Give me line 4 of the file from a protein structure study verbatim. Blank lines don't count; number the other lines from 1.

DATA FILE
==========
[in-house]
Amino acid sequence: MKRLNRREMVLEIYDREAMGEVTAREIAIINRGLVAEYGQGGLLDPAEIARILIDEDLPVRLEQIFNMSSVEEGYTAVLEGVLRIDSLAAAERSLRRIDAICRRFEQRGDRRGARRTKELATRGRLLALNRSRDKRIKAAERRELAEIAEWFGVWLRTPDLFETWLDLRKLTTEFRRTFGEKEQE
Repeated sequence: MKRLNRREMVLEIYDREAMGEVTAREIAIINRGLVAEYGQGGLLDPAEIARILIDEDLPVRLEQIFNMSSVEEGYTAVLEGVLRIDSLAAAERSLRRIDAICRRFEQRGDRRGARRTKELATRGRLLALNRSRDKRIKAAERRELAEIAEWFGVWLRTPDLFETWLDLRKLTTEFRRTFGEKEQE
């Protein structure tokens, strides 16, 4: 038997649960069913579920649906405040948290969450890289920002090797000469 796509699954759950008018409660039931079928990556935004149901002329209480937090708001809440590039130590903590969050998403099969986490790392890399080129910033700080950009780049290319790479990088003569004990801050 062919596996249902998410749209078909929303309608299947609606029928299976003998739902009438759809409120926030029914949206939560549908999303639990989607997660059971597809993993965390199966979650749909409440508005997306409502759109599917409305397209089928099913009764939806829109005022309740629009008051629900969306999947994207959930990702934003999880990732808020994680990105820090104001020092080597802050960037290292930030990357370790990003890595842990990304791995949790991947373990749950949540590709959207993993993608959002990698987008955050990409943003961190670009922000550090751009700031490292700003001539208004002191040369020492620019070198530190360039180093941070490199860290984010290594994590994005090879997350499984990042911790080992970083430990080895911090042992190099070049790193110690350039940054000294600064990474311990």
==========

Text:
């Protein structure tokens, strides 16, 4: 038997649960069913579920649906405040948290969450890289920002090797000469 796509699954759950008018409660039931079928990556935004149901002329209480937090708001809440590039130590903590969050998403099969986490790392890399080129910033700080950009780049290319790479990088003569004990801050 062919596996249902998410749209078909929303309608299947609606029928299976003998739902009438759809409120926030029914949206939560549908999303639990989607997660059971597809993993965390199966979650749909409440508005997306409502759109599917409305397209089928099913009764939806829109005022309740629009008051629900969306999947994207959930990702934003999880990732808020994680990105820090104001020092080597802050960037290292930030990357370790990003890595842990990304791995949790991947373990749950949540590709959207993993993608959002990698987008955050990409943003961190670009922000550090751009700031490292700003001539208004002191040369020492620019070198530190360039180093941070490199860290984010290594994590994005090879997350499984990042911790080992970083430990080895911090042992190099070049790193110690350039940054000294600064990474311990």